The Burlington Youth Arts Center at 242 Main Street opened on Saturday, March 22, 1986.
When Mayor Sanders formed the Mayor’s Youth Office, he listened to the requests from local teens who said they wanted a place to call their own: somewhere they could see, learn and perform music.
“The leader of that effort, and the person perhaps most responsible for the founding of 242 Main, was Jane O’Meara Sanders, the director of the Mayor’s Youth Office.”
O’Meara Sanders initially tested the waters with a few live shows at local venues. As with all live music and sports endeavors launched by Mayor Sanders’ office, it was an instant success. However, there was still a local ordinance prohibiting live music on public property at the time.
“We did a battle of the bands the first year, and we got approval to do it that one time, and it was fantastic,” O’Meara Sanders said. “We had hundreds and hundreds of kids coming out for six bands, and it’s still going on to this day.”
When the auditorium they were using proved unsatisfactory for the long-term program goals, O’Meara Sanders found a location near the University of Vermont: a building that originally housed the City Water Department.
“It didn’t seem big enough for the city to use otherwise,” (O’Meara) Sanders says now. She approached the board of aldermen — a precursor to the current city council — on behalf of the Mayor’s Youth Office, starting the process of gaining city approval to retrofit and repurpose the space. With a $60,000 Community Development Block Grant in hand, (she) began the work of building 242 Main as a city-run teen center in 1985.”
“We relied on a lot of support within the community,” (O’Meara) Sanders says. She credits Vermont architect David Sellers and designer Ed Owre in particular with helping to shape the physical space — with significant input from local kids themselves. Some teens actually helped construct the club as part of a building class.”
“It was extraordinary how they rebuilt this dark, dank space into a fantastic place,” (O’Meara) Sanders says. 242 Main had a full stage that could double as a seating area when it wasn’t being used for music. Rock shows happened on most weekend nights.
“When asked why Burlington decided to start the youth center, in the face of what was considered common sense governing at the time, O’Meara Sanders was matter-of-fact. “It was something that the community of young people said that they wanted, needed, and were willing to take care of,” she said. “They didn’t ask us to give them anything—they asked us to provide the opportunity. Everyone was very well aware that they had to police it and make sure that there were no problems. For us, it was a belief that if kids feel that they’re respected and needed and that they’re a component of a greater good, then that’s fantastic.”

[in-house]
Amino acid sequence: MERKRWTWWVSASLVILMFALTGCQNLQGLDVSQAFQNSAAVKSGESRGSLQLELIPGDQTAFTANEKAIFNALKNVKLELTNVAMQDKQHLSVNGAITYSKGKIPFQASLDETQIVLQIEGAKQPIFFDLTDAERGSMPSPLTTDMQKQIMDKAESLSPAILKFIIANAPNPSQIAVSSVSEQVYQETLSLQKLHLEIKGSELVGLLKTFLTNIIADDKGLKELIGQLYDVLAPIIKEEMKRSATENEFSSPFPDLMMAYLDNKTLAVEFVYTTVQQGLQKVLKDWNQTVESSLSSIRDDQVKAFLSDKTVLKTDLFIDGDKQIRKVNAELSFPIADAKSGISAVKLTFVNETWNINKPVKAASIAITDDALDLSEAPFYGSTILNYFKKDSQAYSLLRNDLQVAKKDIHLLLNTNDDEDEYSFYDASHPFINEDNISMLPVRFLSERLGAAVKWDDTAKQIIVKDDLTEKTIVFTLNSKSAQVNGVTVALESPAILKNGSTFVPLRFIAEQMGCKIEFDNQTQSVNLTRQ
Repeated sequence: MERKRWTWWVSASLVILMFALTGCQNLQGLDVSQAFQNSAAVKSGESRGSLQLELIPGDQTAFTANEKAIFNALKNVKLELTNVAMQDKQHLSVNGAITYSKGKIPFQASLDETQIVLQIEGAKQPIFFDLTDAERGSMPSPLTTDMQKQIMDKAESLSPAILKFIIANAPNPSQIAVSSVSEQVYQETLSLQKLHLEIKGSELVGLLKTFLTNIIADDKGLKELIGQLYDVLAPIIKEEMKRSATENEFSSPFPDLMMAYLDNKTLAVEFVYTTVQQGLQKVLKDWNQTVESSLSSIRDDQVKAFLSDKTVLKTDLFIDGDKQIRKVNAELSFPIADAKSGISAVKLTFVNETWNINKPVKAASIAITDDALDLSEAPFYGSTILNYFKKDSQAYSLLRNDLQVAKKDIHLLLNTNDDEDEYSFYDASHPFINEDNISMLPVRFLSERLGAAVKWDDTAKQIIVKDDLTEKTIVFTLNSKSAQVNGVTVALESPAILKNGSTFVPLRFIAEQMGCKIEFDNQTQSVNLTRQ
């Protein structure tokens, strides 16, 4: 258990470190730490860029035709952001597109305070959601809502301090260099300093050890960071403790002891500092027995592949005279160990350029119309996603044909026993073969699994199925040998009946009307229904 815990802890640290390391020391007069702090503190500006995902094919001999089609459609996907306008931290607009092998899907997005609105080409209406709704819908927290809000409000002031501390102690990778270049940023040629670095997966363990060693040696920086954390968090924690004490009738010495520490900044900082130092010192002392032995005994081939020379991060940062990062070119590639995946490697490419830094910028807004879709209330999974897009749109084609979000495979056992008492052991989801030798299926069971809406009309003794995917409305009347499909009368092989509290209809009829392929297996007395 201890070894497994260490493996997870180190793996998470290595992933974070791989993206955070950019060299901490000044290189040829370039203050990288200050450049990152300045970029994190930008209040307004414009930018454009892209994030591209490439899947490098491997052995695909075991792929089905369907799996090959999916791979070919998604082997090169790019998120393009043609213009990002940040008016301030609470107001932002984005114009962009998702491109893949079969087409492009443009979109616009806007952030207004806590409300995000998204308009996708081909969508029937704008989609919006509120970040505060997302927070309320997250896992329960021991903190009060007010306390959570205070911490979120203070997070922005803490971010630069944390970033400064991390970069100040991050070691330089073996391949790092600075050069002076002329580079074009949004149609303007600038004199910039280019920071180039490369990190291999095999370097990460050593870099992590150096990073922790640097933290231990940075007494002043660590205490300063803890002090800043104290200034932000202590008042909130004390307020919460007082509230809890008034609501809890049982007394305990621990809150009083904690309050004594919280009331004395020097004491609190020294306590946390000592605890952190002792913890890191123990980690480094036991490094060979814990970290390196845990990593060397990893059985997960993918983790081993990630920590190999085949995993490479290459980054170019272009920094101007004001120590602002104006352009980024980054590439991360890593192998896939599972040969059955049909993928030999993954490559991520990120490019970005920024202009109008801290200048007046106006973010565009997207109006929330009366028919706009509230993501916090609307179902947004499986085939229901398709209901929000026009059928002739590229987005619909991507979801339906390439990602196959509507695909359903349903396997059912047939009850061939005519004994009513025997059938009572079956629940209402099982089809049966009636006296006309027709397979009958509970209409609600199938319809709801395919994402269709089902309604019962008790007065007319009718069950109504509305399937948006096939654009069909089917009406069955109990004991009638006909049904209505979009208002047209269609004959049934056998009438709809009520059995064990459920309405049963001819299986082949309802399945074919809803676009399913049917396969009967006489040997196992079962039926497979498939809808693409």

The space served many purposes. There were daily after-school activities for the middle school kids, staffed by the high school students, and a weekly lecture series on civic responsibility with guest speakers from the community. There was a rehearsal space for plays, a publishing house for a biweekly kids news magazine “The Queen City Special” and a local-access TV show called “242 Presents” filmed onsite. Teens staffed the lunch counter and for a brief time an acoustic-music brunch on Sunday mornings. “And most afternoons, the smell of fresh-baked cookies and hazelnut coffee filled the space between walls adorned with artwork and colorful murals.”
In addition to being a fun, inspiring, and safe haven for kids and teens to hang out after school, it also served for thirty-two years as one of the longest-running all-ages music venues in the country; and a legendary spot in the east coast punk rock scene, hosting acts like Fugazi, Operation Ivy, Agnostic Front, Judge, Seven Seconds, and the Misfits.
“242 Main started out as an all-encompassing youth center, but by the end of Sanders’s tenure as mayor in 1989, it had become renowned for its punk scene—a transformation that is all the more remarkable given that local police forces and large rock clubs in other cities at the time were doing anything they could to stop punk from happening. Not to mention that, in the Reagan era, with the federal government rapidly pulling funding from local governments, paying for a teen center with city dollars was no small feat.”
O’Meara Sanders says the heart and soul of 242 Main in the 1980s and early ’90s wasn’t burgers or art projects. It wasn’t even punk rock. It was that the space belonged to the kids who used it, and they — not parents or politicians — could make of it anything they wished.